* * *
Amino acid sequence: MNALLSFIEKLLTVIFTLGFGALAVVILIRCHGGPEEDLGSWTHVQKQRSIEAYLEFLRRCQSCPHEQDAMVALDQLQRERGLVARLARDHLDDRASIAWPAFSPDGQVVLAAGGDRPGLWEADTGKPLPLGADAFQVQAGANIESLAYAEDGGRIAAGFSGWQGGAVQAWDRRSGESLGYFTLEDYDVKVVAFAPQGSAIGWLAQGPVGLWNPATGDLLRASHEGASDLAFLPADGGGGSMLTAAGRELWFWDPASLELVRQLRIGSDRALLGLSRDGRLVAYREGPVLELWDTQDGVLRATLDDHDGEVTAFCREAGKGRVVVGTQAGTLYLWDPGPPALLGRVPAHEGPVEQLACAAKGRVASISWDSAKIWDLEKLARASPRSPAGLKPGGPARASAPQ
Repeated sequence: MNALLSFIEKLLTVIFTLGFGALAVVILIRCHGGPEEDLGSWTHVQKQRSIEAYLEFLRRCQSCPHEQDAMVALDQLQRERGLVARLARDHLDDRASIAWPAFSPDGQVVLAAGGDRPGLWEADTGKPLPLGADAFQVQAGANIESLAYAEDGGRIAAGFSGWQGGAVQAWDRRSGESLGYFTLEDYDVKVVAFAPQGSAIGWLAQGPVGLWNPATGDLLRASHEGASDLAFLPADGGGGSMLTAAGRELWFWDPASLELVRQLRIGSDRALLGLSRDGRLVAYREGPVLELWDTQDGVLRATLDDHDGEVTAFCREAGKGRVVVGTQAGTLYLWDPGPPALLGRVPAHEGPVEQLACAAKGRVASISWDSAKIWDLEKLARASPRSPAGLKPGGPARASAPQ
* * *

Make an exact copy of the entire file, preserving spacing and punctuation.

Amino acid sequence: MNALLSFIEKLLTVIFTLGFGALAVVILIRCHGGPEEDLGSWTHVQKQRSIEAYLEFLRRCQSCPHEQDAMVALDQLQRERGLVARLARDHLDDRASIAWPAFSPDGQVVLAAGGDRPGLWEADTGKPLPLGADAFQVQAGANIESLAYAEDGGRIAAGFSGWQGGAVQAWDRRSGESLGYFTLEDYDVKVVAFAPQGSAIGWLAQGPVGLWNPATGDLLRASHEGASDLAFLPADGGGGSMLTAAGRELWFWDPASLELVRQLRIGSDRALLGLSRDGRLVAYREGPVLELWDTQDGVLRATLDDHDGEVTAFCREAGKGRVVVGTQAGTLYLWDPGPPALLGRVPAHEGPVEQLACAAKGRVASISWDSAKIWDLEKLARASPRSPAGLKPGGPARASAPQ
Repeated sequence: MNALLSFIEKLLTVIFTLGFGALAVVILIRCHGGPEEDLGSWTHVQKQRSIEAYLEFLRRCQSCPHEQDAMVALDQLQRERGLVARLARDHLDDRASIAWPAFSPDGQVVLAAGGDRPGLWEADTGKPLPLGADAFQVQAGANIESLAYAEDGGRIAAGFSGWQGGAVQAWDRRSGESLGYFTLEDYDVKVVAFAPQGSAIGWLAQGPVGLWNPATGDLLRASHEGASDLAFLPADGGGGSMLTAAGRELWFWDPASLELVRQLRIGSDRALLGLSRDGRLVAYREGPVLELWDTQDGVLRATLDDHDGEVTAFCREAGKGRVVVGTQAGTLYLWDPGPPALLGRVPAHEGPVEQLACAAKGRVASISWDSAKIWDLEKLARASPRSPAGLKPGGPARASAPQ